December 17, 2011 10:03:00 PM
Jan Swoope - firstname.lastname@example.org
The Columbus Lowndes Convention and Visitors Bureau has added "Mississippians" to its growing book offerings available at the Tennessee Williams Home Welcome Center and Museum at 300 Main St.
Throughout 416 full-color pages, the famous, notable and extraordinary individuals who have strong ties to the Magnolia State are profiled. A specially-printed limited edition book jacket for these copies includes a message about Columbus from Nancy Carpenter, executive director of the CVB, and photographs of local landmarks.
"We in Columbus are so proud of our home state: Mississippi has more Pulitzer Prize-winning writers per capita than any other sate in the United States," Carpenter points out. "The same goes for NFL football players."
The high number of notable Mississippians featured in The Nautilus Publishing Co. collection is impressive -- an eye-opener for anyone realizing for the first time how many household names called Mississippi home along the way.
There are iconic writers: Columbus' own Tennessee Williams, William Faulkner, Eudora Welty and John Grisham. Giants of music: Elvis Presley, Jimmie Rodgers, B.B. King, Muddy Waters, Howlin' Wolf, Jerry Lee Lewis, Jimmy Buffett, Bo Diddley and opera great Leontyne Price.
When it comes to movie and television luminaries, many know James Earl Jones, Morgan Freeman and Oprah Winfrey have roots here, but may be surprised to learn Dana Andrews, Stella Stevens, Kate Jackson of "Charlie's Angels," and Ray Walston of "My Favorite Martian" do, too.
The world of sports might thank Mississippi for stand-outs like Lowndes County's Jerry Rice, Columbus' World Champion boxer Henry Armstrong, Brett Favre, Walter Payton, Dizzy Dean and Archie Manning.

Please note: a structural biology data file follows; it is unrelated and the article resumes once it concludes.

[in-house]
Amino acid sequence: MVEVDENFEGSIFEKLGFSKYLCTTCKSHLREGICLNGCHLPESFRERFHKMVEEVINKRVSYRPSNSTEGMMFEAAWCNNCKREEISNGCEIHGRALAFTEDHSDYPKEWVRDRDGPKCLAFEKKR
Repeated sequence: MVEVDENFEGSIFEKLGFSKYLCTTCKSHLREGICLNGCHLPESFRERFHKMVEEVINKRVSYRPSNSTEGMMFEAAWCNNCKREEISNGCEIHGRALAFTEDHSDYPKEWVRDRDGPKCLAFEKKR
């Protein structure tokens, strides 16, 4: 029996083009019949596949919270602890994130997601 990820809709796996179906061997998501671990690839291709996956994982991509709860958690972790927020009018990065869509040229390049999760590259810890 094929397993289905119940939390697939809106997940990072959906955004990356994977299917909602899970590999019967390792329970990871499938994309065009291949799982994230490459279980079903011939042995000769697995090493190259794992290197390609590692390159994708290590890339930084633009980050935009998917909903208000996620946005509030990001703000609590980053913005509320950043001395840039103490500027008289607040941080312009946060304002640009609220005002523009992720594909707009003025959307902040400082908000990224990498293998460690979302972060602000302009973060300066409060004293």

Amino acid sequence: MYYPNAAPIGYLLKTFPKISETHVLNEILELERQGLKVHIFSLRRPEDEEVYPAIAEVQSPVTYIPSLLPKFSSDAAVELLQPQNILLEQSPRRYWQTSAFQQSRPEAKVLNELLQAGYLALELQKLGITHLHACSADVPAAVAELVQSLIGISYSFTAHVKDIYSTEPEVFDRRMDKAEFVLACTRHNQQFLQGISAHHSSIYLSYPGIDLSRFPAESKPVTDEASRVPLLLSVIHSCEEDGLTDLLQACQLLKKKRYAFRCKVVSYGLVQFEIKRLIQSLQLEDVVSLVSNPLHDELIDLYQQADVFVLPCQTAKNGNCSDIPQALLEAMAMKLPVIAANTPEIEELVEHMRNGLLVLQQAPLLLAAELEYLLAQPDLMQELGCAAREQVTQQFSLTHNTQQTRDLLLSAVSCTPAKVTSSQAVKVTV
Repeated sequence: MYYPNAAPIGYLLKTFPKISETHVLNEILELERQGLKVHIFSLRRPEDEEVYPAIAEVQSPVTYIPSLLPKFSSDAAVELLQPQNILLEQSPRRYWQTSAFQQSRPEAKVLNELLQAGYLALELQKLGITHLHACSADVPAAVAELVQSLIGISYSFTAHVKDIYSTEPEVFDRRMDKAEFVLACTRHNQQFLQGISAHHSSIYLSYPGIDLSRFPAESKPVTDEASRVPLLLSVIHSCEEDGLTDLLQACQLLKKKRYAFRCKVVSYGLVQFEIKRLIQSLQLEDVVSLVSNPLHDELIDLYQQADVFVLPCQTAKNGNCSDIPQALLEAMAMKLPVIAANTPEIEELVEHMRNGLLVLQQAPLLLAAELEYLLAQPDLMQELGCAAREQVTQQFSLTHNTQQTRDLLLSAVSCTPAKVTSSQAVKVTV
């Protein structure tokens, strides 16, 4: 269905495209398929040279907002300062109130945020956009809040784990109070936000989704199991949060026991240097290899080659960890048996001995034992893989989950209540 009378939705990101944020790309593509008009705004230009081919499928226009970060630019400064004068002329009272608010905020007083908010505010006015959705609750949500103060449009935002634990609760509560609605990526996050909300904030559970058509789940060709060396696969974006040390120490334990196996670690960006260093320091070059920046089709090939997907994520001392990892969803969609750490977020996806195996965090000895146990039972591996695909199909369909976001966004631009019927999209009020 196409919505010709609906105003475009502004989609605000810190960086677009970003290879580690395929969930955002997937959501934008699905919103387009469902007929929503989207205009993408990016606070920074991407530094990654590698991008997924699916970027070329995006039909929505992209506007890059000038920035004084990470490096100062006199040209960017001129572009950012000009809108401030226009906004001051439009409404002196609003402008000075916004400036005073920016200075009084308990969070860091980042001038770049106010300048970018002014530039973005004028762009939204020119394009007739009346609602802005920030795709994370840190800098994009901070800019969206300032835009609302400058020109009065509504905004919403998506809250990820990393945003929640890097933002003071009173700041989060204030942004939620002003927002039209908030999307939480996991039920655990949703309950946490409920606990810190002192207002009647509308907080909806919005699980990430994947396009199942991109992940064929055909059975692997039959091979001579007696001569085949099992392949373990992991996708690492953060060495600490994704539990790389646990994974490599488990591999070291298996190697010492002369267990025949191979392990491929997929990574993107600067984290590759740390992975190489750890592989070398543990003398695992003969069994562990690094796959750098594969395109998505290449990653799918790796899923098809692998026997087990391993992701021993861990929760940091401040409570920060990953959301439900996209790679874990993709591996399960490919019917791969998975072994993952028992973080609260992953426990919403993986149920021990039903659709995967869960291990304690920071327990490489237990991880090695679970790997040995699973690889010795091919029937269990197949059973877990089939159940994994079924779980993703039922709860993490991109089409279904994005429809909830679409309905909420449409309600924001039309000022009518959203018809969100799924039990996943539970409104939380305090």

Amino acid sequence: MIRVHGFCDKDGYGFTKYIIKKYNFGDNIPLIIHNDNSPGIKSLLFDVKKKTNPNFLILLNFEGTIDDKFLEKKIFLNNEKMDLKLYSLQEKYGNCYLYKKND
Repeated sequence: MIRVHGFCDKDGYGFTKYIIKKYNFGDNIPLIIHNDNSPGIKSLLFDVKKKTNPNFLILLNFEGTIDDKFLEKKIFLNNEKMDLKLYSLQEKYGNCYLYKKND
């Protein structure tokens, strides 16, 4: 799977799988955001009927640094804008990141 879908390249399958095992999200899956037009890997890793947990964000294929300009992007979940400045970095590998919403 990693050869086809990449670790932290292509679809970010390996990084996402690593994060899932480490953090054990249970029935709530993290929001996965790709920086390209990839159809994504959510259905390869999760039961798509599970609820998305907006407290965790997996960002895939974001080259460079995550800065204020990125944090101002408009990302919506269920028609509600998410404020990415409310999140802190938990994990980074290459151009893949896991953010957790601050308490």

Then, there are the visual artists, like Walter Anderson and George Ohr. Pioneers such as Jim Henson of Muppet fame, Federal Express founder Fred Smith, MTV founder Bob Pittman and Hartley Peavey of Peavey Electronics. The lists go on.
"I love to encounter strangers who know little of our state -- especially those who believe the oversimplified, often sensationalized, reports about Mississippi," writes the book's editor, Neil White, in the forward. "Nothing is quite as gratifying as rattling off a list of accomplished Mississippians."
Carpenter adds, "'Mississippians' is a celebration of the great people of our state -- and Columbus is an integral part of what makes Mississippi exceptional."
The large coffee table book filled with quality photography sells for $40 at the Welcome Center, which is open 8:30 a.m.-5 p.m. Monday through Saturday, and Sunday noon-5 p.m.
Jan Swoope is the Lifestyles Editor for The Commercial Dispatch.